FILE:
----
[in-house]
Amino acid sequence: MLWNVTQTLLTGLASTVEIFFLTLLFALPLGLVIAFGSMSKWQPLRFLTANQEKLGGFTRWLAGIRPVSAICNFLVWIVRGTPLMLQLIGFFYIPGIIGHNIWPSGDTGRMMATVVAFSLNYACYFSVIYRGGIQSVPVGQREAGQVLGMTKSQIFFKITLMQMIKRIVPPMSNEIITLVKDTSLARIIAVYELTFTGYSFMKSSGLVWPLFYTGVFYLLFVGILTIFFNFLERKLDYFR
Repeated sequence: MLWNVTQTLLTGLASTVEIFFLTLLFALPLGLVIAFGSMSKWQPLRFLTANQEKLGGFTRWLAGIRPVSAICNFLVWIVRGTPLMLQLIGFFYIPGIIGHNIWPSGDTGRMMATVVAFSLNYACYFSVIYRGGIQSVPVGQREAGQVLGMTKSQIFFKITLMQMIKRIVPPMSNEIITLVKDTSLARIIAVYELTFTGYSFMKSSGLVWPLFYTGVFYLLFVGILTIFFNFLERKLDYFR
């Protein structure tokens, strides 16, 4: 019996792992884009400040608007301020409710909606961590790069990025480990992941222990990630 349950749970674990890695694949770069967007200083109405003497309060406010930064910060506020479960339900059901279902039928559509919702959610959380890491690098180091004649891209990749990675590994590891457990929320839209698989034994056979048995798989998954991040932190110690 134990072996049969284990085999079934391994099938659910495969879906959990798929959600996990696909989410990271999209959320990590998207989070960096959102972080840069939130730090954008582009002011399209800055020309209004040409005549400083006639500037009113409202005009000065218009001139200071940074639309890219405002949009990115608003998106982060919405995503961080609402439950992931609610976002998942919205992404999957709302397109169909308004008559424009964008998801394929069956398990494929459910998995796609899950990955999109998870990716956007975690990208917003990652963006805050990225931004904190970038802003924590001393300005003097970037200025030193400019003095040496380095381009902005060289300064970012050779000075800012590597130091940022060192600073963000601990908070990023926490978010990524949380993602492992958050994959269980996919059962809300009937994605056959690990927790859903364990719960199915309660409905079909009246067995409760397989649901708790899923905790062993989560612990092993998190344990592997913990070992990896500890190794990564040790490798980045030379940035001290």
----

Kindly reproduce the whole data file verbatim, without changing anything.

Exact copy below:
[in-house]
Amino acid sequence: MLWNVTQTLLTGLASTVEIFFLTLLFALPLGLVIAFGSMSKWQPLRFLTANQEKLGGFTRWLAGIRPVSAICNFLVWIVRGTPLMLQLIGFFYIPGIIGHNIWPSGDTGRMMATVVAFSLNYACYFSVIYRGGIQSVPVGQREAGQVLGMTKSQIFFKITLMQMIKRIVPPMSNEIITLVKDTSLARIIAVYELTFTGYSFMKSSGLVWPLFYTGVFYLLFVGILTIFFNFLERKLDYFR
Repeated sequence: MLWNVTQTLLTGLASTVEIFFLTLLFALPLGLVIAFGSMSKWQPLRFLTANQEKLGGFTRWLAGIRPVSAICNFLVWIVRGTPLMLQLIGFFYIPGIIGHNIWPSGDTGRMMATVVAFSLNYACYFSVIYRGGIQSVPVGQREAGQVLGMTKSQIFFKITLMQMIKRIVPPMSNEIITLVKDTSLARIIAVYELTFTGYSFMKSSGLVWPLFYTGVFYLLFVGILTIFFNFLERKLDYFR
């Protein structure tokens, strides 16, 4: 019996792992884009400040608007301020409710909606961590790069990025480990992941222990990630 349950749970674990890695694949770069967007200083109405003497309060406010930064910060506020479960339900059901279902039928559509919702959610959380890491690098180091004649891209990749990675590994590891457990929320839209698989034994056979048995798989998954991040932190110690 134990072996049969284990085999079934391994099938659910495969879906959990798929959600996990696909989410990271999209959320990590998207989070960096959102972080840069939130730090954008582009002011399209800055020309209004040409005549400083006639500037009113409202005009000065218009001139200071940074639309890219405002949009990115608003998106982060919405995503961080609402439950992931609610976002998942919205992404999957709302397109169909308004008559424009964008998801394929069956398990494929459910998995796609899950990955999109998870990716956007975690990208917003990652963006805050990225931004904190970038802003924590001393300005003097970037200025030193400019003095040496380095381009902005060289300064970012050779000075800012590597130091940022060192600073963000601990908070990023926490978010990524949380993602492992958050994959269980996919059962809300009937994605056959690990927790859903364990719960199915309660409905079909009246067995409760397989649901708790899923905790062993989560612990092993998190344990592997913990070992990896500890190794990564040790490798980045030379940035001290």